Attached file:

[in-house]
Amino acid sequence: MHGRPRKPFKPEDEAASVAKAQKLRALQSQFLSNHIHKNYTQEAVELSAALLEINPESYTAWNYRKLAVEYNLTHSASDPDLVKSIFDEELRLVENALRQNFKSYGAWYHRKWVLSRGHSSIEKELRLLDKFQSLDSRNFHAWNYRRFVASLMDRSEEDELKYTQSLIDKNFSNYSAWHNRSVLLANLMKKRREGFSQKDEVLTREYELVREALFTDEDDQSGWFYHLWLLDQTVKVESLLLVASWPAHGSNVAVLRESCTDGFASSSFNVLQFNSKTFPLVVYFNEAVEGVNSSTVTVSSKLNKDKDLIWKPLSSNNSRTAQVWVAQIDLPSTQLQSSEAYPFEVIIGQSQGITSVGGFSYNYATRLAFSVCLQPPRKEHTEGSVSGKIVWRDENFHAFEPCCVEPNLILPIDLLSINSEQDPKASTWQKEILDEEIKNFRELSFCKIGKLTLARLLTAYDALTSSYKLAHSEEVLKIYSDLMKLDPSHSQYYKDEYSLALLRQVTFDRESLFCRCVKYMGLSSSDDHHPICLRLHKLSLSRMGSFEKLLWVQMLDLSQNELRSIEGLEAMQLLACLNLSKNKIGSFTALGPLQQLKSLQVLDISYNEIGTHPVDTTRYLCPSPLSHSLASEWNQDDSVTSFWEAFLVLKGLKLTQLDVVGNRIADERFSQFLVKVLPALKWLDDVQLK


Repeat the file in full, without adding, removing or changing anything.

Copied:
[in-house]
Amino acid sequence: MHGRPRKPFKPEDEAASVAKAQKLRALQSQFLSNHIHKNYTQEAVELSAALLEINPESYTAWNYRKLAVEYNLTHSASDPDLVKSIFDEELRLVENALRQNFKSYGAWYHRKWVLSRGHSSIEKELRLLDKFQSLDSRNFHAWNYRRFVASLMDRSEEDELKYTQSLIDKNFSNYSAWHNRSVLLANLMKKRREGFSQKDEVLTREYELVREALFTDEDDQSGWFYHLWLLDQTVKVESLLLVASWPAHGSNVAVLRESCTDGFASSSFNVLQFNSKTFPLVVYFNEAVEGVNSSTVTVSSKLNKDKDLIWKPLSSNNSRTAQVWVAQIDLPSTQLQSSEAYPFEVIIGQSQGITSVGGFSYNYATRLAFSVCLQPPRKEHTEGSVSGKIVWRDENFHAFEPCCVEPNLILPIDLLSINSEQDPKASTWQKEILDEEIKNFRELSFCKIGKLTLARLLTAYDALTSSYKLAHSEEVLKIYSDLMKLDPSHSQYYKDEYSLALLRQVTFDRESLFCRCVKYMGLSSSDDHHPICLRLHKLSLSRMGSFEKLLWVQMLDLSQNELRSIEGLEAMQLLACLNLSKNKIGSFTALGPLQQLKSLQVLDISYNEIGTHPVDTTRYLCPSPLSHSLASEWNQDDSVTSFWEAFLVLKGLKLTQLDVVGNRIADERFSQFLVKVLPALKWLDDVQLK